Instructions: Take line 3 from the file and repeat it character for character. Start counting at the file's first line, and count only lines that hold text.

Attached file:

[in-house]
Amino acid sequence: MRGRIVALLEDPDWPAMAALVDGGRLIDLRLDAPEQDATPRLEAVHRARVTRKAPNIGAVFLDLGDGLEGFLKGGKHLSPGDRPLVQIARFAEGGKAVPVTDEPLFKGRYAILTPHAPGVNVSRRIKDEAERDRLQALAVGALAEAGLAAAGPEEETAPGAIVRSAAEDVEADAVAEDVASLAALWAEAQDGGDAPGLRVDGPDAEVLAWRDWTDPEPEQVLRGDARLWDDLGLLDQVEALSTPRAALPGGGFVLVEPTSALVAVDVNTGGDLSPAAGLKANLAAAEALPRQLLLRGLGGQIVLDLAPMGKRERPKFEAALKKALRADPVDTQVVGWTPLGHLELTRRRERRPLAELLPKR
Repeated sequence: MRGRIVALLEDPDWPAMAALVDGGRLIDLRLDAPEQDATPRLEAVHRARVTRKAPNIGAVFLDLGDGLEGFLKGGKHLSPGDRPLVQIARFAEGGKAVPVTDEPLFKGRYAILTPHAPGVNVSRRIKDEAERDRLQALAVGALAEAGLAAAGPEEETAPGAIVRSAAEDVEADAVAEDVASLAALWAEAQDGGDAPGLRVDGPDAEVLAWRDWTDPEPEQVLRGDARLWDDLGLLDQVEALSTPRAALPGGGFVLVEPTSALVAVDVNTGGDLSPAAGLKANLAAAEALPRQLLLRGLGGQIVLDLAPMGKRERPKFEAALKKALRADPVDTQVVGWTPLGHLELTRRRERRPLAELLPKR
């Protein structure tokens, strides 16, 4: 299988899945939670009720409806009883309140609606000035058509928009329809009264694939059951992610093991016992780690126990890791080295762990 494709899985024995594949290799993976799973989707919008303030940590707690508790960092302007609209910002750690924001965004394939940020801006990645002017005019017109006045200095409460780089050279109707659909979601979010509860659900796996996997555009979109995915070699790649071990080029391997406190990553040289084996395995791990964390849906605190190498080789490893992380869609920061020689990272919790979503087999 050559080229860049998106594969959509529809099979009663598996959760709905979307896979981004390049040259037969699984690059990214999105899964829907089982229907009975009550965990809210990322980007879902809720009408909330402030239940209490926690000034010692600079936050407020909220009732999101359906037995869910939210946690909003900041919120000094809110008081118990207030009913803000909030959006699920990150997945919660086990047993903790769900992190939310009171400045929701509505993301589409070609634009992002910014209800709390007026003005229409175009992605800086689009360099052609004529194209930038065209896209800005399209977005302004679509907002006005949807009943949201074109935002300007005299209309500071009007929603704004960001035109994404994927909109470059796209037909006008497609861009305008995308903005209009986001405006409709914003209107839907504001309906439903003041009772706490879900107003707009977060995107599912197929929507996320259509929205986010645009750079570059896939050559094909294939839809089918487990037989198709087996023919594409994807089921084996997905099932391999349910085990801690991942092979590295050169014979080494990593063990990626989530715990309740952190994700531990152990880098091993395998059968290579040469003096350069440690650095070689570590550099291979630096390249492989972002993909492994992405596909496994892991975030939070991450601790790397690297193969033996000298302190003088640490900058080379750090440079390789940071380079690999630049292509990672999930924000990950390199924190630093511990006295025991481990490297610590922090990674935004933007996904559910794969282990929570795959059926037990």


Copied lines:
Repeated sequence: MRGRIVALLEDPDWPAMAALVDGGRLIDLRLDAPEQDATPRLEAVHRARVTRKAPNIGAVFLDLGDGLEGFLKGGKHLSPGDRPLVQIARFAEGGKAVPVTDEPLFKGRYAILTPHAPGVNVSRRIKDEAERDRLQALAVGALAEAGLAAAGPEEETAPGAIVRSAAEDVEADAVAEDVASLAALWAEAQDGGDAPGLRVDGPDAEVLAWRDWTDPEPEQVLRGDARLWDDLGLLDQVEALSTPRAALPGGGFVLVEPTSALVAVDVNTGGDLSPAAGLKANLAAAEALPRQLLLRGLGGQIVLDLAPMGKRERPKFEAALKKALRADPVDTQVVGWTPLGHLELTRRRERRPLAELLPKR